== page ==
Stocking bass can effectively create new fisheries and re-establish a fishery after a major fish kill. FWC hatchery staff developed a new production technique to spawn bass out of season and raise them on artificial feed, so larger advanced fingerlings (4-inch) are ready to stock when more abundant prey are available in the spring. FWC biologists are evaluating survival of advanced-fingerling bass and experimenting with ways to train bass raised in hatcheries to more quickly adapt to life in the wild.
In 2012–13, 3.5 million fish were stocked by the two state freshwater fish hatcheries in Florida, while we anticipate stocking 4.3 million fish in 2013–14. Of those, 1.2 million are largemouth bass, the other species include crappie, bluegill, redear sunfish, channel catfish, striped bass and sunshine bass.
As an alternative to further regulating anglers and making it illegal to harvest trophy-sized bass, TrophyCatch rewards anglers for voluntarily releasing bass heavier than eight pounds. By requiring documentation to verify the bass weight, FWC biologists can also use data collected by anglers who catch, document and release these bass, as a form of citizen-science. This information is important to determine what conservation management programs such as habitat restoration, vegetation management, fish stocking, or regulatory controls are most successful in improving anglers’ opportunities to catch trophy bass.
TrophyCatch (TrophyCatchFlorida.com) launched in October 2012 and is already providing information to document that Florida is the “Bass Fishing Capital of the World,” while promoting catch-and-release of trophy bass. During its inaugural year, some of TrophyCatch’s accomplishments included:
For TrophyCatch’s second season, FWC increased prizes and simplified submission requirements. The largest change in submitting a bass is that only one photo, of the entire fish on a scale with the weight clearly legible, is required. However, photos of the length, girth, angler holding fish, and release are also encouraged. For details, and to register or submit fish, visit TrophyCatchFlorida.com.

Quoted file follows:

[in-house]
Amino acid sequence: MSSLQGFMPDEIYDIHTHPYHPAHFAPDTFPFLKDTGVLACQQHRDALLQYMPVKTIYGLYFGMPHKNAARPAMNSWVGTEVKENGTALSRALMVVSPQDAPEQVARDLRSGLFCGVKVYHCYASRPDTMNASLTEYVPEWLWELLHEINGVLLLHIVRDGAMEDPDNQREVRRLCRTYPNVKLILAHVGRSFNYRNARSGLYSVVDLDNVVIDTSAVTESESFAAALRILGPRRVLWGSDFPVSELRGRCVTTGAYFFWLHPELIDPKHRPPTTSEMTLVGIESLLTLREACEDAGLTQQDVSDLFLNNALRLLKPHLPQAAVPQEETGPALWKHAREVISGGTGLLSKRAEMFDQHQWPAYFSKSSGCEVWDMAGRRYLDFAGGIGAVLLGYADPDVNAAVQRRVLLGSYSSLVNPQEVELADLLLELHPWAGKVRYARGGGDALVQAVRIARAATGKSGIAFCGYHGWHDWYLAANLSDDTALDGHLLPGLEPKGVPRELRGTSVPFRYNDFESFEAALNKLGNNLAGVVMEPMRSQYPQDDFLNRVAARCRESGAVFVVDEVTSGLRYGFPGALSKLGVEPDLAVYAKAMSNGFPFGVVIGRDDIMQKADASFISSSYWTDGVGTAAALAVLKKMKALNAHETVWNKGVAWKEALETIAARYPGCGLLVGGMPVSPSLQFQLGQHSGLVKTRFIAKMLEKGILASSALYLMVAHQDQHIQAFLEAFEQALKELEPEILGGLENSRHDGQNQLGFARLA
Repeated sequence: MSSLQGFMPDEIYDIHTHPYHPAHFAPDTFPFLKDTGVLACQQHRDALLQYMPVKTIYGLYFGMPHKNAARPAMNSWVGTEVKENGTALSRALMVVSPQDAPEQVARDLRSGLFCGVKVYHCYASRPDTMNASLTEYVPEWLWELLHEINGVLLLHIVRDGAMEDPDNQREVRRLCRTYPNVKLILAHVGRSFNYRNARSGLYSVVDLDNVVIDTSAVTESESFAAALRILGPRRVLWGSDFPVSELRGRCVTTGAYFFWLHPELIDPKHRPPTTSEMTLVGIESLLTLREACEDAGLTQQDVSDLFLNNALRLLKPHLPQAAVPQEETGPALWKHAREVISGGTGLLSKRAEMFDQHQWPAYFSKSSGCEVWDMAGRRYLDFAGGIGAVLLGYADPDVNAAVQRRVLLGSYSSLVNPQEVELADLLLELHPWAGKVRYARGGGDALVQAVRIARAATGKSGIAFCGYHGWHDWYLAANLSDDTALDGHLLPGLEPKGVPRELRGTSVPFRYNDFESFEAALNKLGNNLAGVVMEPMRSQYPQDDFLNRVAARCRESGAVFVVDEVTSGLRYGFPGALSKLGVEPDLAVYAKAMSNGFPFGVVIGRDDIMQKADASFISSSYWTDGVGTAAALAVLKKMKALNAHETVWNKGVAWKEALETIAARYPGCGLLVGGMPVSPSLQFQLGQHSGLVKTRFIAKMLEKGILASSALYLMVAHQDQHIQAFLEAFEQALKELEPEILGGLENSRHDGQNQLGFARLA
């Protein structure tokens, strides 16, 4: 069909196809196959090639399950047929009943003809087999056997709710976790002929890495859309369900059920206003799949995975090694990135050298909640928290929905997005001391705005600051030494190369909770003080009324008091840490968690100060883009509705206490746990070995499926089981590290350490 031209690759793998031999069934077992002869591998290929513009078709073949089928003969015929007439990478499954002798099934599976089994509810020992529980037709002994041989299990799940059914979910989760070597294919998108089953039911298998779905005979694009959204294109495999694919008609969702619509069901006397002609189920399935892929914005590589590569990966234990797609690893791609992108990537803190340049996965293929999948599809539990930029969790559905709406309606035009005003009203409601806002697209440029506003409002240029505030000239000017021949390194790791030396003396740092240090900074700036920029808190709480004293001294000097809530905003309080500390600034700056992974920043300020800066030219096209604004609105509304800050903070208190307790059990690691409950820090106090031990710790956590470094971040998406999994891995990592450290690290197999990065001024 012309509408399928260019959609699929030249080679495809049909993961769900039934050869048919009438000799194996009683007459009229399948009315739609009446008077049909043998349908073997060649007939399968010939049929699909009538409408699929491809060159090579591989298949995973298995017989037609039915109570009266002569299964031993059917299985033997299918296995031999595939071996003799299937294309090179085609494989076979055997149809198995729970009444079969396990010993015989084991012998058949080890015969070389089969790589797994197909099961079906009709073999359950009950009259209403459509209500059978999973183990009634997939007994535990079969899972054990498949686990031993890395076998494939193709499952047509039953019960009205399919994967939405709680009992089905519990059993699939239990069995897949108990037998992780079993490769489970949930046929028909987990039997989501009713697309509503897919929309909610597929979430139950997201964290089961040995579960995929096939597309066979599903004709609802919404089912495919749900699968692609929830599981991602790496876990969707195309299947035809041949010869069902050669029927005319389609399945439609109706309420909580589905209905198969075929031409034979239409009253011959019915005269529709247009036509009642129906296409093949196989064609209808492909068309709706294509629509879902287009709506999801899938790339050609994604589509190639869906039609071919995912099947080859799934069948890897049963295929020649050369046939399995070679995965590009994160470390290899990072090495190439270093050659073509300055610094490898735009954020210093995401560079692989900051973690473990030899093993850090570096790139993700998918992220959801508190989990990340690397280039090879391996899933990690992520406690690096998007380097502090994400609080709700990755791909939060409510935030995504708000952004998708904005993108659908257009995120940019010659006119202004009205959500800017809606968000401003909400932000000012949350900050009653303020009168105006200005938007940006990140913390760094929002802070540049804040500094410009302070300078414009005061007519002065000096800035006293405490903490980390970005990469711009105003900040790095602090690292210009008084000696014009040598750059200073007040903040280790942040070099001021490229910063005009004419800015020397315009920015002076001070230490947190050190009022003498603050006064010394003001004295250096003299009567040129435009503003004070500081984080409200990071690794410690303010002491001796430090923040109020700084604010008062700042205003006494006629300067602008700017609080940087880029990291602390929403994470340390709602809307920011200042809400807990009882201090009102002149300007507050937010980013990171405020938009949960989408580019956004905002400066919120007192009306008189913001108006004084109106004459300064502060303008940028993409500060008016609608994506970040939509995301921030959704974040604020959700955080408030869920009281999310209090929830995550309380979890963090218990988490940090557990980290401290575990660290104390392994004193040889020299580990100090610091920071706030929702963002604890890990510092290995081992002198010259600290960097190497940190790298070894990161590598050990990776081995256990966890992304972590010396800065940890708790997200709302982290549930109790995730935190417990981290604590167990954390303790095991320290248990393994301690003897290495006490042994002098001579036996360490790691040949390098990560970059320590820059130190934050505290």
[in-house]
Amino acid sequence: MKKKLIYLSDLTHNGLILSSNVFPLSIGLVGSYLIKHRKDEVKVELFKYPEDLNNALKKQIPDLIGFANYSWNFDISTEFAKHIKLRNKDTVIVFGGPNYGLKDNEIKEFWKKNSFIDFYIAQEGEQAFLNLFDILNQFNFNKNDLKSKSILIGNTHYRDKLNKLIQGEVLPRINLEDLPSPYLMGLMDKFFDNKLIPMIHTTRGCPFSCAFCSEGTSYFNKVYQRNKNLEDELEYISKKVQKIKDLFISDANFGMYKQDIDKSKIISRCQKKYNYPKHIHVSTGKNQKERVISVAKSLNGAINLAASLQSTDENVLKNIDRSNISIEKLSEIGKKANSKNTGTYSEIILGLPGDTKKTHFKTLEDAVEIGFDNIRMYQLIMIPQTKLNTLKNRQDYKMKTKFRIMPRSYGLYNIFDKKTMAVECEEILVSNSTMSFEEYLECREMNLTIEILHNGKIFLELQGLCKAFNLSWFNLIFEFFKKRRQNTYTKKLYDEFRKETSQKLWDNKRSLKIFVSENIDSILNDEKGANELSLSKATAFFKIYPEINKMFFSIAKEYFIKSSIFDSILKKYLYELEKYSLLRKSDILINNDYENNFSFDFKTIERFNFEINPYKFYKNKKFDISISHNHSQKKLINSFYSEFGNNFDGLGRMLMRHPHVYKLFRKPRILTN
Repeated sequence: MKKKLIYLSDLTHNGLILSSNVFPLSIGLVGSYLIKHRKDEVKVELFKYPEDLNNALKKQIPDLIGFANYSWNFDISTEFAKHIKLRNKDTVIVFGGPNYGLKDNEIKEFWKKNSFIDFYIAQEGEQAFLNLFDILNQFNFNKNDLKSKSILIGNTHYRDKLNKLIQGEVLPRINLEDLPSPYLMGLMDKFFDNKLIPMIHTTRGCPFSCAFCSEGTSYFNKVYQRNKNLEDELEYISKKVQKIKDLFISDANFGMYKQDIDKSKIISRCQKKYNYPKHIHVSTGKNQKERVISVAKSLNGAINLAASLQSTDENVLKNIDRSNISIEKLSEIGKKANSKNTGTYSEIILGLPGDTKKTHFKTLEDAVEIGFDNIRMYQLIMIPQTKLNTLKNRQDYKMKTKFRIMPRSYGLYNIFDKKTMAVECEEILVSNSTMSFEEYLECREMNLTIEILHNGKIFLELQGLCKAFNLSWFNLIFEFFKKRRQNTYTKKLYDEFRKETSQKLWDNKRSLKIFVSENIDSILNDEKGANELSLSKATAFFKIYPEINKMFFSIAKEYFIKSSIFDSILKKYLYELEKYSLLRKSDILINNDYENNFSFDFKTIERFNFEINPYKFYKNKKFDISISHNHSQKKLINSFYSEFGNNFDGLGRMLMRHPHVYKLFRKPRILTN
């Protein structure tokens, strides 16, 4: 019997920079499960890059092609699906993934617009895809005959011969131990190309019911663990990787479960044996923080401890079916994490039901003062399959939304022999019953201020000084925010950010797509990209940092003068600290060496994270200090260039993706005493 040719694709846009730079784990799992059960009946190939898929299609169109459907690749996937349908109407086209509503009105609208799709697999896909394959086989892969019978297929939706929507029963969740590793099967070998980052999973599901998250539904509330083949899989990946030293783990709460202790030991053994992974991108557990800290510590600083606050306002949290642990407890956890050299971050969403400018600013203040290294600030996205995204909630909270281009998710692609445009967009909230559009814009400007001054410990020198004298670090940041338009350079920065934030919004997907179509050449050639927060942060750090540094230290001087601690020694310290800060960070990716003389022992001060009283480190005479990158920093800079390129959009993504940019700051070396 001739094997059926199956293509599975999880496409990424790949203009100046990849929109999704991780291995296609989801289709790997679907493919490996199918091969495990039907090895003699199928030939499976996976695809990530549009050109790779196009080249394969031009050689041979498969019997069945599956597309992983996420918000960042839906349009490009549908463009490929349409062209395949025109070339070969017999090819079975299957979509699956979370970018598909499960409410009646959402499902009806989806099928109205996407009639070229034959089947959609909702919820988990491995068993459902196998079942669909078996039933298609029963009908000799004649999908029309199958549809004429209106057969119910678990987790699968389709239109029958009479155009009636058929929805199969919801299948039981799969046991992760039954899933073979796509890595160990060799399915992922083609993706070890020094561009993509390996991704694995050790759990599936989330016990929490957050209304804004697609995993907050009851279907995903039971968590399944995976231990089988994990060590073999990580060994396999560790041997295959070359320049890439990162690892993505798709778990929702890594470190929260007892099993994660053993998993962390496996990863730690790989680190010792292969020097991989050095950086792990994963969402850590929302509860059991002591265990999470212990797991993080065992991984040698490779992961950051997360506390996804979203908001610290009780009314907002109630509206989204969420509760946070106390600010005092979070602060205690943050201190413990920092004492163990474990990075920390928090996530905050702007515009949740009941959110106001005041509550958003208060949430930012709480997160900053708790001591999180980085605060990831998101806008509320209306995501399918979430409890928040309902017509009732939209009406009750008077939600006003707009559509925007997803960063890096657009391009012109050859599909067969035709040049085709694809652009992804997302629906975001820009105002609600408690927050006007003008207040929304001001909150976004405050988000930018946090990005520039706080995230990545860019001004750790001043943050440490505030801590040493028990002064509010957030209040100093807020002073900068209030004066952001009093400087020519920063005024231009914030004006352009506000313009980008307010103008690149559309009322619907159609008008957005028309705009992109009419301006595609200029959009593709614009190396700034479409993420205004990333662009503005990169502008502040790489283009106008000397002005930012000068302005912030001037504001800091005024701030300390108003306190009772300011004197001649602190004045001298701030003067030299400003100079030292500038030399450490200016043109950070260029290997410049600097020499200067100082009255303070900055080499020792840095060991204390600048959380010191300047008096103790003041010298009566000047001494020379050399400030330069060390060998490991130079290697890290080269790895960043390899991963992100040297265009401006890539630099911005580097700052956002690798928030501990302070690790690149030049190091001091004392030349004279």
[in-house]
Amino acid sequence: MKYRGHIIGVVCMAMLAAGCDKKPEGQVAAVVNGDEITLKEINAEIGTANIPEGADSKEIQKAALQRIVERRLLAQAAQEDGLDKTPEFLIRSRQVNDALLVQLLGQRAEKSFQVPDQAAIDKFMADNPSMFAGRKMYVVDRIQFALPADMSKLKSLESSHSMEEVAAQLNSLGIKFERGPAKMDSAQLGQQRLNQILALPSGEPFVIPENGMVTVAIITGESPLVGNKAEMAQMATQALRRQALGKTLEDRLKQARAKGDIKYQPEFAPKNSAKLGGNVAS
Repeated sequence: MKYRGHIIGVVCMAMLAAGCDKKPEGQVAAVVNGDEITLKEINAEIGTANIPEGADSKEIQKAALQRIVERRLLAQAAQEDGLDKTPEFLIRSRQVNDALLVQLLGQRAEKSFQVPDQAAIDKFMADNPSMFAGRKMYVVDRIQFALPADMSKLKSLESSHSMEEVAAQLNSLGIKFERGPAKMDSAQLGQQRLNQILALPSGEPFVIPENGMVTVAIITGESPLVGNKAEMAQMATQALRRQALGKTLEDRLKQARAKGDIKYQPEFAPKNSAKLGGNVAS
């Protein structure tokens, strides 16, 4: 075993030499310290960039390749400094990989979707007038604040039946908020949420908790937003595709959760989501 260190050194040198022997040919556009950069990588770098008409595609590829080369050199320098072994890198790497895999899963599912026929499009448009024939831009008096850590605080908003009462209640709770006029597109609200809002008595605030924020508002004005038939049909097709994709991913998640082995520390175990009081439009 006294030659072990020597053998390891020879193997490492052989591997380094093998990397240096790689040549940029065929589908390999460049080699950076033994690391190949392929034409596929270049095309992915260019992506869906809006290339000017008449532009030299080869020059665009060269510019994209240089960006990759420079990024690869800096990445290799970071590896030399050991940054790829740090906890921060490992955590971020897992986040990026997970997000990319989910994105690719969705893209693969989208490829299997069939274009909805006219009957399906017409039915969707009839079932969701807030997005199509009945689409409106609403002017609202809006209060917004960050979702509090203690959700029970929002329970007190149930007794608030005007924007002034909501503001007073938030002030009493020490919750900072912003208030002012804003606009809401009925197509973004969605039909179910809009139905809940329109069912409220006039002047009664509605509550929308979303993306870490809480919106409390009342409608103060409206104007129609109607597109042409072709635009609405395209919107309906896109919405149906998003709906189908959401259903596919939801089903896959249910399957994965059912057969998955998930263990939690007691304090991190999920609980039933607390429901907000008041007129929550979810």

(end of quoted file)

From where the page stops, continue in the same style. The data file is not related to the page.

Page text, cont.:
Anglers who register for free are instantly eligible for a drawing, in October, for a Phoenix Bass Boat, powered by Mercury and equipped with a Power-Pole anchoring system. For every bass heavier than eight pounds they submit, which is approved for TrophyCatch, they get 10 additional chances at the grand prize, and earn a reward from FWC’s corporate partners that starts with $100 in gift cards (donated by Bass Pro Shops, Rapala and/or Dick’s Sporting Goods), apparel from Bass King Clothing, a customized certificate and club decal. The biggest bass of the year earns the American Outdoors Fund championship ring, and if it happens to be from one of the major public lakes in Osceola County, Experience Kissimmee kicks in a $10,000 prize. So be sure to check out the rules, and take a camera and scale with you when you go bass fishing to document your trophy catch.
Fellsmere Water Management Area
The Fellsmere project is about to become the next Farm-13/Stickmarsh when it is flooded in 2015. This 10,000-acre parcel of land in Indian River County was purchased by the St. Johns River Water Management District and is being converted into a reservoir. The FWC worked carefully with the district to sculpt the contours of the lake, plant native vegetation and stock sportfish while enhancing public access. To learn more, see the Fellsmere video at YouTube.com/TrophyCatchFlorida (or go directly to bit.ly/FellsmereYouTube).
The FWC will continue to update you as we strive to implement the BBMP and use TrophyCatch and other research methods to evaluate our success. Please check our website, MyFWC.com/Fishing, sign up for newsletters, and follow us on FaceBook. TrophyCatch is especially active and provides great insights into when and where the best fishing is (FaceBook.com/TrophyCatchFlorida and YouTube.com/TrophyCatchFlorida).
Regulations in red are new this year.
Purple text indicates an important note.